For decades, the names given to newly discovered planets have almost always failed to live up to the excitement these celestial finds represent. (Take for example forgettable monikers such as CFBDSIR2149, HD 189733b, 55 Cancri e, and Kepler-69c.) The organization that oversee’s the naming of new planets, the International Astronomical Union (IAU), knows that these titles are the opposite of cool and catchy. And thankfully, something is being done about it — the IAU is moving away from leaving selective working groups to name planets and opening up the process to the public.
Unsurprisingly, there are a few rules that the IAU imposed on the new process. Proposed names must be 16 characters or less, and preferably one word. The Paris-based group asks that names are pronounceable in as many languages as possible, and not offensive in any language or culture. The group also says that submissions should be “not too similar to an existing name of an astronomical object,” such as another planet, or named dwarf planets, stars, and solar systems. Using a pet name or a name that is “purely or principally commercial in nature” is also forbidden, the IAU says.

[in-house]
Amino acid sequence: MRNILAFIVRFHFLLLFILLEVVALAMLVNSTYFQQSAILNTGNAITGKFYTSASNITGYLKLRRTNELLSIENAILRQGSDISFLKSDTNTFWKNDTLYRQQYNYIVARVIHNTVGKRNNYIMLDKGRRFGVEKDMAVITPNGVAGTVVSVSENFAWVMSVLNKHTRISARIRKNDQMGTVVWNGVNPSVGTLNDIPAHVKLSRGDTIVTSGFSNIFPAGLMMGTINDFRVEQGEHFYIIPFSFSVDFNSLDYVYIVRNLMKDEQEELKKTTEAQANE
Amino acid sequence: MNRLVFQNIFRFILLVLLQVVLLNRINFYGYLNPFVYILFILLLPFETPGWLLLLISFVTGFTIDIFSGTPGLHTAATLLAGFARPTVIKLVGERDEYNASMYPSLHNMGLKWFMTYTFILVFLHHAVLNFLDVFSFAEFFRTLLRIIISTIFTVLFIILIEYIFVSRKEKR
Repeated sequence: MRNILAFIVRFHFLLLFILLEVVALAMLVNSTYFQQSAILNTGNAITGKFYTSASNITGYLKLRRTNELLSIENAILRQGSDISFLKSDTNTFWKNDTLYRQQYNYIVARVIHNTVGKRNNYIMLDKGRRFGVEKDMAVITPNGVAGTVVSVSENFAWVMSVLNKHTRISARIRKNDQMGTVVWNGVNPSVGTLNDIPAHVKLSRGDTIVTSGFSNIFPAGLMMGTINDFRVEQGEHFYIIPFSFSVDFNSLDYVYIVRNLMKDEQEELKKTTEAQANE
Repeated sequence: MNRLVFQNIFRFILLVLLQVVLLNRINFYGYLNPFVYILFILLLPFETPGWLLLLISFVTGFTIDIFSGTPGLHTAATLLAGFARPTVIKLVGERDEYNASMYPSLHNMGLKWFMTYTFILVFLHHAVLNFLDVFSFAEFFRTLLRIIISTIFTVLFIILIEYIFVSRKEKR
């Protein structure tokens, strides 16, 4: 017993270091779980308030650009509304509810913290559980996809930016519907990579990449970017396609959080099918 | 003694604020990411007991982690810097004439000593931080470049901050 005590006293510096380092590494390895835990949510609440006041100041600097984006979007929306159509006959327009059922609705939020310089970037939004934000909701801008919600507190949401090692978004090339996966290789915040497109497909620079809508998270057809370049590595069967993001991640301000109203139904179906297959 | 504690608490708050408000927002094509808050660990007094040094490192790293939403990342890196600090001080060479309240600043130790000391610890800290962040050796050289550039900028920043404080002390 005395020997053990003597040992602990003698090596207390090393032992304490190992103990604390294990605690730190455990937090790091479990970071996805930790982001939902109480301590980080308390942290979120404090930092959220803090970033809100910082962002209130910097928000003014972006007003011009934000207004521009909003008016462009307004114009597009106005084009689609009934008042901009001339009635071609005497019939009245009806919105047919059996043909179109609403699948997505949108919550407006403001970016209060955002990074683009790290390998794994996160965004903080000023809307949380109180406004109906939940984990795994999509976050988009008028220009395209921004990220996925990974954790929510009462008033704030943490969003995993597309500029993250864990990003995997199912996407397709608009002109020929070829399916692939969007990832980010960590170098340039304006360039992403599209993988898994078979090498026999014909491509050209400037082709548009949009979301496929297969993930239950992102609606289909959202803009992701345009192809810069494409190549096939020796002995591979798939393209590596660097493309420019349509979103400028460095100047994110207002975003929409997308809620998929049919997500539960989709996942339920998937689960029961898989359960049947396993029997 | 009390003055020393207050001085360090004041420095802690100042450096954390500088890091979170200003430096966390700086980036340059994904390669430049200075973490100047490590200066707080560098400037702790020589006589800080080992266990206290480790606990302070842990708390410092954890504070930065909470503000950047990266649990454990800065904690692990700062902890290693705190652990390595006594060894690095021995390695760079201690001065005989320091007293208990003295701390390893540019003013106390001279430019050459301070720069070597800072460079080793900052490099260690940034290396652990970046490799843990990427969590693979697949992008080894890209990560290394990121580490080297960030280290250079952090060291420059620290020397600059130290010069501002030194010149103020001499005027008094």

So how do you actually suggest a name? The IAU has set up an email address for that: firstname.lastname@example.org. Submissions will “be handled on a case-by-case basis, with advice given on the best way to proceed,” the organization says. And, in case you’re wondering, it’s the IAU who will be sifting through public input and selecting the best names. The group also reserves the right to open things up to a public vote, as it did in July in the christening of Pluto’s fourth and fifth moons, Kerberos and Styx. Among the names the IAU shot down: Vulcan.